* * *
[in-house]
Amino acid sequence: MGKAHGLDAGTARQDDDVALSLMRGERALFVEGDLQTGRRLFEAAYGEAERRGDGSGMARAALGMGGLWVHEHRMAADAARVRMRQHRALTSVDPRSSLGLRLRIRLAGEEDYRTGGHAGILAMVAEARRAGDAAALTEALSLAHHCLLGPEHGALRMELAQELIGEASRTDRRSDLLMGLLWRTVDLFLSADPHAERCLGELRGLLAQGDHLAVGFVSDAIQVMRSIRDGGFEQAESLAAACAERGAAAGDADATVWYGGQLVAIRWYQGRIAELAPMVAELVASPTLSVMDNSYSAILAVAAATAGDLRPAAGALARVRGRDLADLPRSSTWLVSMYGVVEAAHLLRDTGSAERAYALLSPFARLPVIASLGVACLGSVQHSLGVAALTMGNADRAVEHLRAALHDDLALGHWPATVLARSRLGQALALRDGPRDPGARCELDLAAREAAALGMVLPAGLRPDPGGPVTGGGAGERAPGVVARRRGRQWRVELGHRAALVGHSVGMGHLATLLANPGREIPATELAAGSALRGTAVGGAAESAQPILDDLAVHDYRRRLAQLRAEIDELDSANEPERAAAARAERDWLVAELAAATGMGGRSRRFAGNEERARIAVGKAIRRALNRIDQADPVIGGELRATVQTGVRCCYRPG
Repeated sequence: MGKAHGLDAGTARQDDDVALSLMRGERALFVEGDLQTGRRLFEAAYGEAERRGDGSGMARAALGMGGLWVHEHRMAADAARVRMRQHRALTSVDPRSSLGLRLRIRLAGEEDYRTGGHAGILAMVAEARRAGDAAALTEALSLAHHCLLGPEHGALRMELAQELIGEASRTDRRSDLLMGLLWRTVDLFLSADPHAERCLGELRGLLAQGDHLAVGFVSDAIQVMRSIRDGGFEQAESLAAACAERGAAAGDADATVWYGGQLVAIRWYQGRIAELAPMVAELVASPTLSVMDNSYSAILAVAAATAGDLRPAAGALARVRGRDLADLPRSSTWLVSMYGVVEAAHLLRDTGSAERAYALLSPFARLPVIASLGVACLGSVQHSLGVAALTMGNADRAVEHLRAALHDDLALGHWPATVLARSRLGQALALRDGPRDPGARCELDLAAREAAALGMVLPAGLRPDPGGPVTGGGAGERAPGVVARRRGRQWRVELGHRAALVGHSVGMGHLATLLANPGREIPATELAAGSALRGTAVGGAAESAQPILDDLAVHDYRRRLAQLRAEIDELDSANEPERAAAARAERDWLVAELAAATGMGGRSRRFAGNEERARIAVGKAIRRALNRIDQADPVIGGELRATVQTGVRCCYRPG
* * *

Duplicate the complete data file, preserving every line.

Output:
[in-house]
Amino acid sequence: MGKAHGLDAGTARQDDDVALSLMRGERALFVEGDLQTGRRLFEAAYGEAERRGDGSGMARAALGMGGLWVHEHRMAADAARVRMRQHRALTSVDPRSSLGLRLRIRLAGEEDYRTGGHAGILAMVAEARRAGDAAALTEALSLAHHCLLGPEHGALRMELAQELIGEASRTDRRSDLLMGLLWRTVDLFLSADPHAERCLGELRGLLAQGDHLAVGFVSDAIQVMRSIRDGGFEQAESLAAACAERGAAAGDADATVWYGGQLVAIRWYQGRIAELAPMVAELVASPTLSVMDNSYSAILAVAAATAGDLRPAAGALARVRGRDLADLPRSSTWLVSMYGVVEAAHLLRDTGSAERAYALLSPFARLPVIASLGVACLGSVQHSLGVAALTMGNADRAVEHLRAALHDDLALGHWPATVLARSRLGQALALRDGPRDPGARCELDLAAREAAALGMVLPAGLRPDPGGPVTGGGAGERAPGVVARRRGRQWRVELGHRAALVGHSVGMGHLATLLANPGREIPATELAAGSALRGTAVGGAAESAQPILDDLAVHDYRRRLAQLRAEIDELDSANEPERAAAARAERDWLVAELAAATGMGGRSRRFAGNEERARIAVGKAIRRALNRIDQADPVIGGELRATVQTGVRCCYRPG
Repeated sequence: MGKAHGLDAGTARQDDDVALSLMRGERALFVEGDLQTGRRLFEAAYGEAERRGDGSGMARAALGMGGLWVHEHRMAADAARVRMRQHRALTSVDPRSSLGLRLRIRLAGEEDYRTGGHAGILAMVAEARRAGDAAALTEALSLAHHCLLGPEHGALRMELAQELIGEASRTDRRSDLLMGLLWRTVDLFLSADPHAERCLGELRGLLAQGDHLAVGFVSDAIQVMRSIRDGGFEQAESLAAACAERGAAAGDADATVWYGGQLVAIRWYQGRIAELAPMVAELVASPTLSVMDNSYSAILAVAAATAGDLRPAAGALARVRGRDLADLPRSSTWLVSMYGVVEAAHLLRDTGSAERAYALLSPFARLPVIASLGVACLGSVQHSLGVAALTMGNADRAVEHLRAALHDDLALGHWPATVLARSRLGQALALRDGPRDPGARCELDLAAREAAALGMVLPAGLRPDPGGPVTGGGAGERAPGVVARRRGRQWRVELGHRAALVGHSVGMGHLATLLANPGREIPATELAAGSALRGTAVGGAAESAQPILDDLAVHDYRRRLAQLRAEIDELDSANEPERAAAARAERDWLVAELAAATGMGGRSRRFAGNEERARIAVGKAIRRALNRIDQADPVIGGELRATVQTGVRCCYRPG